Sure it's a gimmick, but it's a pretty fucking good one – and people wanted to hear it. Only problem was, they couldn't. EMI, which owns the Beatles' copyrights, wouldn't let them, going after file-sharers left and right, even people selling bootlegs of the CD on eBay (for upward of $80). What a shame. All of this led to last week's "Grey Tuesday," when, as reported by the New York Times on the day of the summit, "More than 300 Web sites and blogs staged a 24-hour online protest yesterday over a record company's efforts to stop them from offering downloadable copies of 'The Grey Album.'" Thousands of copies of the work were given away in willful defiance.
Say it with me: The music industry is a collapsing model.
Given that the Music Law Summit was co-sponsored by the Future of Music Coalition, one assumes we got a glimpse at what that future looks like, right? Sort of. As evidenced by the dozens upon dozens of issues raised by the event's various panelists – from romantic notions of a "celestial jukebox" to practical ones like the future of contracts – that picture is as clear as mud. Like, really dirty mud. Which is to say that no one has any idea. There are, however, some signposts.
By now we all know about the success story that is iTunes and the future that that success points to: One day record stores like Amoeba will be more like antique shops run by crazy old people wearing green visors to whom you will pay 600 microcredits for a flat plastic doughnut that says "Linkin Park" on it for purely nostalgic reasons. Yes, it's pretty clear that digital downloading is where it's headed. But where does that leave the major labels? Will their bloated contracts, exploitative tactics, and homogeneous tastes be shut out of this future?
Not if the RIAA has its way. The one thing not up for debate is that the RIAA gets paid lots and lots of money by the major labels to saddle up next to members of Congress, the Senate, and the FCC – you know, those Beltway hipsters who write the laws that determine cash flow in intellectual-property industries like film and music. Most of those laws were written throughout the last century, pre-Internet, and they've evolved over the years to favor the labels, not the artists whose "intellectual property" they were designed to protect. And of course, artists and indie labels don't have an interest group like this on their side fighting back, because – surprise! – they can't afford it. This is not likely to change any time soon.
And what about the cult of the single, which the five wise men of Korn and so many others object to? Won't services like iTunes – the core belief of which could be characterized as "one song = $1" – only reinforce that ethos? And, wait a second, I forget: Does legal downloading net artists more money than conventional CD sales? Is it more fair, so to speak? Again, not if the RIAA can impose the antiquated payment structures it seeks to create in those emerging markets.
Napster created the explosion: "This shit doesn't have to cost so much," we all learned in unison. "Actually, it can be free." And what a great thing that was for music, because suddenly everyone was devouring it again and realizing that there's all this great stuff out there that the conventional distribution channels aren't telling you about. And you know what? You can even download it and remix it if you want, and share that remix with your friends, and – ooooh, the ideas we'll have, the fun, the passion we'll inject into this simple, simple concept: Music. Sharing. Communing. Sounds fruity and all, but that's how it was for a while.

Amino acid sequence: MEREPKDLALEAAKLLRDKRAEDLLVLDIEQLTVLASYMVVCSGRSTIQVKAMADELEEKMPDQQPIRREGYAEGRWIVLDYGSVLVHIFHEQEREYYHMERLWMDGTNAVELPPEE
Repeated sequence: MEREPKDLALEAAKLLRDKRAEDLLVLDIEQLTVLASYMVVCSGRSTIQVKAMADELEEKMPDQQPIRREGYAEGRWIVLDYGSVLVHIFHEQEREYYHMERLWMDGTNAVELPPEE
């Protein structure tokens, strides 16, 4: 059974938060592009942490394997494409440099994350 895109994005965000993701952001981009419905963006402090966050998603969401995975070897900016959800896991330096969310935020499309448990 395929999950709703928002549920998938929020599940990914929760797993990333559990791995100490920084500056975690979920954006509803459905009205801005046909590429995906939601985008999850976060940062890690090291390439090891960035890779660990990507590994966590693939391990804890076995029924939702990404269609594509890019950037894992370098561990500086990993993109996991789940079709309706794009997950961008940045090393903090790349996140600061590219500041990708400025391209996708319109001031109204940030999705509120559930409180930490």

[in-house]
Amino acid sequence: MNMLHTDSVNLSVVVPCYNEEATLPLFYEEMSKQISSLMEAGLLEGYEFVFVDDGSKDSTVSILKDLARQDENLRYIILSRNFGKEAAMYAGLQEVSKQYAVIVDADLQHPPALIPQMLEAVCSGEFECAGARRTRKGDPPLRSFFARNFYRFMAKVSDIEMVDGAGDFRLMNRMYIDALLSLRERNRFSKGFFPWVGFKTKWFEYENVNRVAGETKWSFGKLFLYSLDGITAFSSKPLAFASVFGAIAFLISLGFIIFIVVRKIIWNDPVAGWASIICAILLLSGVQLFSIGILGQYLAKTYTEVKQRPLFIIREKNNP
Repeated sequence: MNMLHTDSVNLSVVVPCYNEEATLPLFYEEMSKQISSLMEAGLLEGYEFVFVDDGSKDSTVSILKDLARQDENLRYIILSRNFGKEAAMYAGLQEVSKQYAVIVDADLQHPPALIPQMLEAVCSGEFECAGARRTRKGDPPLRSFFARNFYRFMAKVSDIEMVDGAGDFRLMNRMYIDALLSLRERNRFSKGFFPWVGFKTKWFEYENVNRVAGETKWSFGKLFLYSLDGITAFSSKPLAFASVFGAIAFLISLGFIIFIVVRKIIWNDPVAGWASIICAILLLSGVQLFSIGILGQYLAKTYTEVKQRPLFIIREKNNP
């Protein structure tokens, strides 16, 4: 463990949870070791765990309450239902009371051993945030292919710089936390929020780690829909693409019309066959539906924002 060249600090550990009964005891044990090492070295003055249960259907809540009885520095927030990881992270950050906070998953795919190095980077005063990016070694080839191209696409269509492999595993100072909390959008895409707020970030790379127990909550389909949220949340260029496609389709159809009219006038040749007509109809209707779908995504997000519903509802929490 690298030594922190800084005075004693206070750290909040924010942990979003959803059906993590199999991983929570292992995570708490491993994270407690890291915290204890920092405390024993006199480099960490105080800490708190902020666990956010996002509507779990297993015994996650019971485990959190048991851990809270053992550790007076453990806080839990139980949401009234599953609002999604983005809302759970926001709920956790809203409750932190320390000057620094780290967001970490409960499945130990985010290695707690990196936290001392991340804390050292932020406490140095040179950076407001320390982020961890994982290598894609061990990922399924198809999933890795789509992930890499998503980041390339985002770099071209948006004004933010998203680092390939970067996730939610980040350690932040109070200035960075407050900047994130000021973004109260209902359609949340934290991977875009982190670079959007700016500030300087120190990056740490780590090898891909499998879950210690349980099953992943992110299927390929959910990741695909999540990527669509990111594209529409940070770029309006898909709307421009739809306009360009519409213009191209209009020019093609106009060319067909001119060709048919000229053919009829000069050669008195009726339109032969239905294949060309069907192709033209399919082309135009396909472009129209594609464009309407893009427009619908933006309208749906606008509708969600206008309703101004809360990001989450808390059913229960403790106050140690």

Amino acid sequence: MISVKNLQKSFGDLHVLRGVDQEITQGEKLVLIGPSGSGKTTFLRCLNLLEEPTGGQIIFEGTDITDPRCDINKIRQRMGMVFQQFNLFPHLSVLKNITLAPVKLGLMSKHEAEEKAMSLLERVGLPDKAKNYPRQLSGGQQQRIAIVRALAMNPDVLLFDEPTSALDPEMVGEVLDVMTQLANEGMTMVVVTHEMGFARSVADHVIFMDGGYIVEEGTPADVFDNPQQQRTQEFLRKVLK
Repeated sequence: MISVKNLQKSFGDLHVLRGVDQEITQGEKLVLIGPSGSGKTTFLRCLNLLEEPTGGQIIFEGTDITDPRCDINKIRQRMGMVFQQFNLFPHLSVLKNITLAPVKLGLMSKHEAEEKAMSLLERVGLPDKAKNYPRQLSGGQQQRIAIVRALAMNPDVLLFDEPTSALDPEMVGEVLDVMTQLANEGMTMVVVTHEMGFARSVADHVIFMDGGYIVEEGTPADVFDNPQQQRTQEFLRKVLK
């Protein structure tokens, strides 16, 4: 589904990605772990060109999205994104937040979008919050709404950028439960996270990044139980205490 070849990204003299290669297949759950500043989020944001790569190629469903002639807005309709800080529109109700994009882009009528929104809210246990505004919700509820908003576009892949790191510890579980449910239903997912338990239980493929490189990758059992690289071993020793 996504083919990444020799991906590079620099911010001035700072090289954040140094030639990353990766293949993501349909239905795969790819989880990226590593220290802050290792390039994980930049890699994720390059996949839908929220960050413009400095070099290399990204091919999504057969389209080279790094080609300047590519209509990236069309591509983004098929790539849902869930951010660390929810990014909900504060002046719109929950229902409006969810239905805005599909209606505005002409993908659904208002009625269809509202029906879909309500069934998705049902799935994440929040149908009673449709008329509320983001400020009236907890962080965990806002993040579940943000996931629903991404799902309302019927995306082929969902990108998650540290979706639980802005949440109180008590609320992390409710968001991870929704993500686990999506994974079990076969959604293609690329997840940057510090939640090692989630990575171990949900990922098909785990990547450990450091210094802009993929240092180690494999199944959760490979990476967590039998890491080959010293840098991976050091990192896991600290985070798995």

The RIAA wants us to view that revolution as a colossal fuck-up, something that shouldn't have happened. It wants to convince us, the consumers, that we have sinned in downloading those songs for free, because their creators didn't get paid. But the fact is, those creators don't really get paid anyway, at least not in a fair, civilized way.
Pearlman's idea for skimming a little money off each iPod sale is a step in the right direction. We could, over time, devise a system by which musicians get the compensation they deserve; it's a matter of dismantling the old system and building a new and more equitable one – easier said than done, to be sure. But this revolution has opened the doors for us to do so. The RIAA wants to close those doors. We cannot let it.
Lawrence Lessig, author, Stanford law professor, and founder of Creative Commons (www.creativecommons.org) – if you're an artist, go there – was the summit's closing speaker. Lessig started off his speech with a fun fact about the beginnings of photography, when Louis Daguerre and George Eastman were engineering this strange new notion of "capturing" an image. When the technology was in its infancy, Congress actually debated whether it was legal for someone to "take" someone else's picture, whether the subject "owned" his likeness and therefore had the right to sell that likeness. Luckily for us, Congress realized it was fucking crazy to debate such a thing and decided not to pass laws restricting what you could and could not photograph. Before long, everyone was taking pictures. And soon industries sprang up around the selling of cameras, photo albums, nudie magazines, etc. In giving more freedom to more people, Congress promoted excitement for a form of creative expression, and eventually the money followed. A similar kind of freedom is what we – as both artists and consumers – must insist on as we move toward the future of music.